Item description for Living Alone (Family Living in Pastoral Perspective) by Herbert Anderson & Freda Gardner...
Overview This series examines major changes that occur in the life cycle of a family: leaving home, becoming married, raising children, recommitting to a relationship--or committing to a new one--and living alone. Books address the major tasks of the family; rituals that enable effective transitions as those tasks change; beliefs and values from the Christian tradition that shape and are shaped by those family tasks; and pastoral opportunities in response to family life-cycle generations.
Drawing on touching stories and personal experiences, Herbert Anderson and Freda Gardner illuminate many of the aspects of living alone--loneliness, grief, and solitude--and offer encouraging suggestions for living well and faithfully.
The Family Living in Pastoral Perspective series examines crucial times in family life in light of the family as a social unit. Each book addresses major changes that ordinarily occur in the life cycle of a family. Each volume takes into account family system theory and social and economic factors that affect the family.
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Studio: Westminster John Knox Press
Est. Packaging Dimensions: Length: 8.02" Width: 5.24" Height: 0.52" Weight: 0.42 lbs.
Release Date Apr 1, 1997
Publisher Westminster John Knox Press
Series Family Living In Pastoral Perspe
ISBN 0664251234 ISBN13 9780664251239
Availability 0 units.
More About Herbert Anderson & Freda Gardner
HERBERT ANDERSON is visiting professor of pastoral theology at Seattle University. He lectures and consults widely on themes and issues in pastoral care. He is the author of numerous books including All Our Losses, All Our Griefs. EDWARD FOLEY is professor of liturgy and music at Catholic Theological Union in Chicago. He is an ordained Roman Catholic priest and the author of numerous books and articles on worship and the arts.
Herbert Anderson was born in 1936 and has an academic affiliation as follows - Seattle School of Theology and Ministry, Seattle, Washington.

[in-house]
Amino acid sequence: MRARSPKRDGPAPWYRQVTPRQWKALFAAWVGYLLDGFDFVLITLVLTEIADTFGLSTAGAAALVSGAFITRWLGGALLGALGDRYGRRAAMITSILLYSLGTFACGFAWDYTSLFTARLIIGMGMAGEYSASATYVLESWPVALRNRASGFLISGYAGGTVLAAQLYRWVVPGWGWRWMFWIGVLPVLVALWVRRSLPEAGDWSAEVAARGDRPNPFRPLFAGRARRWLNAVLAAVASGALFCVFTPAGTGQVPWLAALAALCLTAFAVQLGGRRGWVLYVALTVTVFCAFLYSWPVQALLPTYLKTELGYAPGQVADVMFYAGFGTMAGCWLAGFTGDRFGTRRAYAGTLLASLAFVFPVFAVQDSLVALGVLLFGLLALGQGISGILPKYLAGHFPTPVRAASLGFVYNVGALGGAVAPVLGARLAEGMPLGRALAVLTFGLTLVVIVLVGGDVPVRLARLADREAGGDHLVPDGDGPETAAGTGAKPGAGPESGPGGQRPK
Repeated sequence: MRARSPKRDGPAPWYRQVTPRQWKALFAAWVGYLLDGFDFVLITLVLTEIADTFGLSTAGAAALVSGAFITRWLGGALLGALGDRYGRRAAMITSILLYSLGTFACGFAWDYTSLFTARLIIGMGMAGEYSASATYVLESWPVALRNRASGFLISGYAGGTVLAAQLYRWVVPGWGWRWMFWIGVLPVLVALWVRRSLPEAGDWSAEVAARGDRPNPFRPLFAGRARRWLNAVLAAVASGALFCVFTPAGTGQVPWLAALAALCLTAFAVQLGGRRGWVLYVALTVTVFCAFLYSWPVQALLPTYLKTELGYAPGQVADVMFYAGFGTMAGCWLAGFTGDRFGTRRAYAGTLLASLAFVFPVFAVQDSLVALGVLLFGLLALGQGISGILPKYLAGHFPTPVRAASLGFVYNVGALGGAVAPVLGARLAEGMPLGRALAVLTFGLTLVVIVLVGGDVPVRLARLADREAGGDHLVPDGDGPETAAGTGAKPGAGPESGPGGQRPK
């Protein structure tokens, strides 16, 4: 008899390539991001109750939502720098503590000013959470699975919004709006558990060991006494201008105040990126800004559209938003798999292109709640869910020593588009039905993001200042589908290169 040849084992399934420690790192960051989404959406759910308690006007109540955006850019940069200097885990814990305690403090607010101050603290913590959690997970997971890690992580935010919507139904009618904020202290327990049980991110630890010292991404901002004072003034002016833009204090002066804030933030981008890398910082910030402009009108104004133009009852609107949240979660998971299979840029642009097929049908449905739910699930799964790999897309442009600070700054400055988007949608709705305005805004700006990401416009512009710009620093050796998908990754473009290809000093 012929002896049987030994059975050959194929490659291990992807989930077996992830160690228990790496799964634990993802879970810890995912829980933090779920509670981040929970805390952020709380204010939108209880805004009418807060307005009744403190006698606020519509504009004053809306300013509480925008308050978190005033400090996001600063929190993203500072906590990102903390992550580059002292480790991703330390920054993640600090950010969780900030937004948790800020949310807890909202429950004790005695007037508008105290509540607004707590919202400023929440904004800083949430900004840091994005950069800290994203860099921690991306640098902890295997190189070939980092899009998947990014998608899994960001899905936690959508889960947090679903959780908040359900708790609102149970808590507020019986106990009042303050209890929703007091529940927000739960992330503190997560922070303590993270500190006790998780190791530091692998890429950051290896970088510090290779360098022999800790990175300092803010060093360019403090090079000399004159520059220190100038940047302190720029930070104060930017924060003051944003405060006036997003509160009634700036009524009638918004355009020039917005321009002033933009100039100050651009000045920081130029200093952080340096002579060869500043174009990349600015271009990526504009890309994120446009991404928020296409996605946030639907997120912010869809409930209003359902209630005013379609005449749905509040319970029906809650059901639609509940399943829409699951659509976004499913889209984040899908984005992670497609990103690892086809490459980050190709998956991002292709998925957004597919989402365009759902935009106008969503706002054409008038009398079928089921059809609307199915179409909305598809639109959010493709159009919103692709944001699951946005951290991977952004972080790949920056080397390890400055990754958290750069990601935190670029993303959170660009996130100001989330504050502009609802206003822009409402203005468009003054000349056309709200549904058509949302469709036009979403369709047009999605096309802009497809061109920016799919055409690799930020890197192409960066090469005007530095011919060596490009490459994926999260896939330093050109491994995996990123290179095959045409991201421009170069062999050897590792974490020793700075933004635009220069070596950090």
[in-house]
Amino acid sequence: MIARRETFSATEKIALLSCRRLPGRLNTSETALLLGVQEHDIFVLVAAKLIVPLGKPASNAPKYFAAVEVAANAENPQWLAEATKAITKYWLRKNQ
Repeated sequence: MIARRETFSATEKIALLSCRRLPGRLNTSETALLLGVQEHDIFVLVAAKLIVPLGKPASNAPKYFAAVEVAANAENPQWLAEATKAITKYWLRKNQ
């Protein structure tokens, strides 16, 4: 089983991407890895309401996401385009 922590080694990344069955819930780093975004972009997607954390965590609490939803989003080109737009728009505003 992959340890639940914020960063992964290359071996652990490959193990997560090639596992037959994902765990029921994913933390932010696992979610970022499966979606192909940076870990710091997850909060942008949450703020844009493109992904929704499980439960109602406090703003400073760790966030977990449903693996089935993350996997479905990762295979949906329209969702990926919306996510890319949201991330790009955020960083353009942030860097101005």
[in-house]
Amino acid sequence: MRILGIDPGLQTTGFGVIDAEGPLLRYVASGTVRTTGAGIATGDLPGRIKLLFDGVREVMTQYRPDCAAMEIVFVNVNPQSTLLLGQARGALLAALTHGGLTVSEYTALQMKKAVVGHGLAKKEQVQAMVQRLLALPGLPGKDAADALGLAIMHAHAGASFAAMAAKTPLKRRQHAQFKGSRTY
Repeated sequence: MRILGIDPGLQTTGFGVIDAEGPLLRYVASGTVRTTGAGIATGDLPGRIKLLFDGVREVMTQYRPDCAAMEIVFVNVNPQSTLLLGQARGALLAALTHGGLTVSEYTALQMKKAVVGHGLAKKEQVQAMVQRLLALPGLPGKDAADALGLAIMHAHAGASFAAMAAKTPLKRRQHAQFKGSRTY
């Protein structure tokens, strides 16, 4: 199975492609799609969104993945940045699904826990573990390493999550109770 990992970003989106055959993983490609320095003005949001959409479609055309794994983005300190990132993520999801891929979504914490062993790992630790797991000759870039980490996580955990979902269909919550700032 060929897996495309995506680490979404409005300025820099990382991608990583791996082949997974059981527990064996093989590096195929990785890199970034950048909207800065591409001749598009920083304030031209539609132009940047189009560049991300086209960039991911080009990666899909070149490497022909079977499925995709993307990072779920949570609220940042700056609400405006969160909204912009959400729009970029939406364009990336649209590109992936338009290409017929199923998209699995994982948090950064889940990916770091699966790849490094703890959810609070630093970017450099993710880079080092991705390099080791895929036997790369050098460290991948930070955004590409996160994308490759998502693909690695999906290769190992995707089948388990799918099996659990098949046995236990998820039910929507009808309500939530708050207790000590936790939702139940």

Herbert Anderson has published or released items in the following series...
Reviews - What do customers think about Living Alone (Family Living in Pastoral Perspective)?
Living alone and being whole Feb 2, 2004
About this 140 pages book one can say that it is thoughtful and accurate to deal with the issues that single people have to live along the time, in a life open to changes, open to the history of one's country, open to everyone else's freedom.
An important topic that has not been emphasized by former reviewers is the importance of our expectations. Living in a society where most of the people is married and have children could be agonizing for someone who lives alone, if the standard of happiness and of a fulfilled life is based on them. This book tells us, to all who live alone, that being married (or having a stable partner) is just one way of living the paradox of autonomy and community every human life has and requires. The other ways of living this paradox, which the book explores with realism, will never replace the way "being married", among other reasons, because they are different, just different.
The learning of those other ways to live the paradox will have the influence of our values and religious convictions, but it is possible receive good feedback and support from our churches and communities. Under the theological point of view of the authors, God has a place in the creation for every human being, no matter if they are alone or married, and their task should be being loyal to that God's call. Being stuck to reality, live with our grieves, and accept our vulnerabilities, are some of their advices. Those who live alone have the gift for doing so. This book invites them to think what to do with it.
I recommend this book strongly for everyone concerned about his/her present loneliness and his/her future perspectives.
Buy the Whole Series Jun 4, 2003
I own Anderson's entire Family Living in Pastoral Perspective series (Leaving Home, Becoming Married, Regarding Children, Promising Again, and Living Alone), and I refer to them frequently.
Each book focuses on a different transitional event and the family tasks that event brings into focus. Anderson and his co-authors deal sensitively with the pastoral issues involved.
The authors of Living Alone affirm that one can live alone and be whole, despite some of society's messages. The authors then examine two common situations of living alone: after divorce or the death of a spouse and living alone after becoming an adult (whether temporarily or for one's whole life). They also examine some situations where spouses may live apart temporarily or for an extended period of time.
The authors then move to more general considerations as solititude and friendship are identified as two alternatives to loneliness. Finally the church's roles with people who live alone is discussed. The book concludes with an epilogue to the series describing the overall perspective on the family shared by the authors.
All of the books are well-written and easy to read--no convoluted prose to parse here. The works have added texture from the many personal examples shared by the authors (both their own and examples others have shared with them).
Every book in the series deserves an honored place on any religious professional's shelf. Except, you may find them so valuable they rarely make it back to your shelf.
Good, balanced, Christian view of living as a single Aug 24, 1998
I have not read the entire book, but plan to finish soon. So far, 1/3 - 1/2 of way through, my impression is that this book was written thoughtfully by people who want to present healthy psychological / spiritual living for singles from a Christian perspective.